IBBC MEMBERS PROFILE
Severn Glocon Group
Severn Glocon Group’s progressive control valve engineering has helped oil and gas operators maximise safety and profitability for more than 50 years. We solve complex technical challenges with intelligence-led innovation.
We have been trading with oil and gas operators in Iraq since the 1980s. Our principal business is the design and manufacture of control and choke valves for extreme conditions and severe service applications. Valves from 1 inch to 42 inches nominal bore are custom designed then manufactured at our own facilities in the UK and India. In 2015 we are introducing Instrument Management to complement our valve services.
Advanced support for established and mature plants is also a core area of expertise. We have established Severn Valve Solutions Iraq (SVSI), a joint venture with Unaoil Group, to provide focused aftermarket services. The Rumaila based facility incorporates a 1,000m2 repair shop, well-furnished containerised mobile workshops for in situ repair and maintenance as well as a staff of more than 50 multidiscipline personnel.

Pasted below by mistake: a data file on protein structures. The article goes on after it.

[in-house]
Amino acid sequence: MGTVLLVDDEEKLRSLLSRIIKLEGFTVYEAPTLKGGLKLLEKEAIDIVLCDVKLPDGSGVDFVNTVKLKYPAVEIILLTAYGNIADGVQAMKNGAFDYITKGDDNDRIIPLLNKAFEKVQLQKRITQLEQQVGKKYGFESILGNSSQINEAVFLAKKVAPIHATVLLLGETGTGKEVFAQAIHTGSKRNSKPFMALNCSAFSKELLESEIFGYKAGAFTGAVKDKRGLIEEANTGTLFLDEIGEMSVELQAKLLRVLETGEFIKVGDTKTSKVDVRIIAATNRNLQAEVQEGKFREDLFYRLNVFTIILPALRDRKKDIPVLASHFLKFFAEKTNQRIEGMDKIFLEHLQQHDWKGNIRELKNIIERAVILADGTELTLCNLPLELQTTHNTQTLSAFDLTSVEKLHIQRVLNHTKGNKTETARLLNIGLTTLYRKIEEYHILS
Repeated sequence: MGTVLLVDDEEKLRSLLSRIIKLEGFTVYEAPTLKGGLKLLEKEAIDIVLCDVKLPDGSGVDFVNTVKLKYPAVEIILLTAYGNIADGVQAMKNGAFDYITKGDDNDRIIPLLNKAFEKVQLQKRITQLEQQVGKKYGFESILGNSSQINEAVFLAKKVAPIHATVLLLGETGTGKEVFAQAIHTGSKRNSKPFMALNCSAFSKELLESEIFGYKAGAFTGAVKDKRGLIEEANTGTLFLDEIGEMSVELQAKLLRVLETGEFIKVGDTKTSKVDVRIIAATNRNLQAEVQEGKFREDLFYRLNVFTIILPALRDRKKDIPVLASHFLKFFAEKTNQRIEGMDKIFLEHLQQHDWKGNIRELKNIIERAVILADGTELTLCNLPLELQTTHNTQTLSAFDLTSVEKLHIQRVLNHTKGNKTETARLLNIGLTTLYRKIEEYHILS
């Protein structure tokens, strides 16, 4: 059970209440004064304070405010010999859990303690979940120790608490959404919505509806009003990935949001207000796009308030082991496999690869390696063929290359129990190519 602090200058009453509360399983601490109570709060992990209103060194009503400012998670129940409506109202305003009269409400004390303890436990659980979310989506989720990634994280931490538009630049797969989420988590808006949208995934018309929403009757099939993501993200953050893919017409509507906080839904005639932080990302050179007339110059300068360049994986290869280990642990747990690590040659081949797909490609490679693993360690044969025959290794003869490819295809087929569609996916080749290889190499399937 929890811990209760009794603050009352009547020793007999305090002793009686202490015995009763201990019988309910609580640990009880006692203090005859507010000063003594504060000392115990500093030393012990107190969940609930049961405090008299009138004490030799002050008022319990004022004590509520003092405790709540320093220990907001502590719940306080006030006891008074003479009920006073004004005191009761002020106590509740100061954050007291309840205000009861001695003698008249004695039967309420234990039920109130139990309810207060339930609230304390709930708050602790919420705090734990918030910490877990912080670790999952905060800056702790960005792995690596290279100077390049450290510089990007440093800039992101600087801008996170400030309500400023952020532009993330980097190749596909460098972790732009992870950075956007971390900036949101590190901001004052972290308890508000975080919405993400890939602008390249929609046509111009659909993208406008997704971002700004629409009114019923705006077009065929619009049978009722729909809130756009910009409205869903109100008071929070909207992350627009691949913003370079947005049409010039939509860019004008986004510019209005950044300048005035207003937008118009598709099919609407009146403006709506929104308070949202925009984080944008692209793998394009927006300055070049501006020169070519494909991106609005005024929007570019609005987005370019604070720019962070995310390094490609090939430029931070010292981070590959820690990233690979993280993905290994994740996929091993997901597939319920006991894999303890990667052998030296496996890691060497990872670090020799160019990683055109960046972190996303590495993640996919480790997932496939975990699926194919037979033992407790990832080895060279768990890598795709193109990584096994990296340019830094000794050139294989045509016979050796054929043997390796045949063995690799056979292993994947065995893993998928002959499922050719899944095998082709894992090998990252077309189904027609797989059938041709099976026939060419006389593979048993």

To date, SVSI has been appointed by Rumaila Operating Organization (ROO) and Basra Gas Company as part of the initiative to rehabilitate and expand the Rumaila field for the benefit of the Iraqi people. Our mission is to assist in the improvement of output and reliability with best-in-class valve technologies and engineering skill.
The contracts cover management of valve maintenance, safety compliance support and technical services. There is a strong focus on nationalisation and localisation. A key performance indicator is the enablement of local employees to supervise operations in collaboration with a small number of technical experts from overseas.
To this end, we create opportunities for both skilled and unskilled local nationals through a strategic framework of recruitment and training. The locals we employ progressively take on higher levels of responsibility, creating a sliding scale where their technical capability steadily increases and the need for expatriate support diminishes over time.
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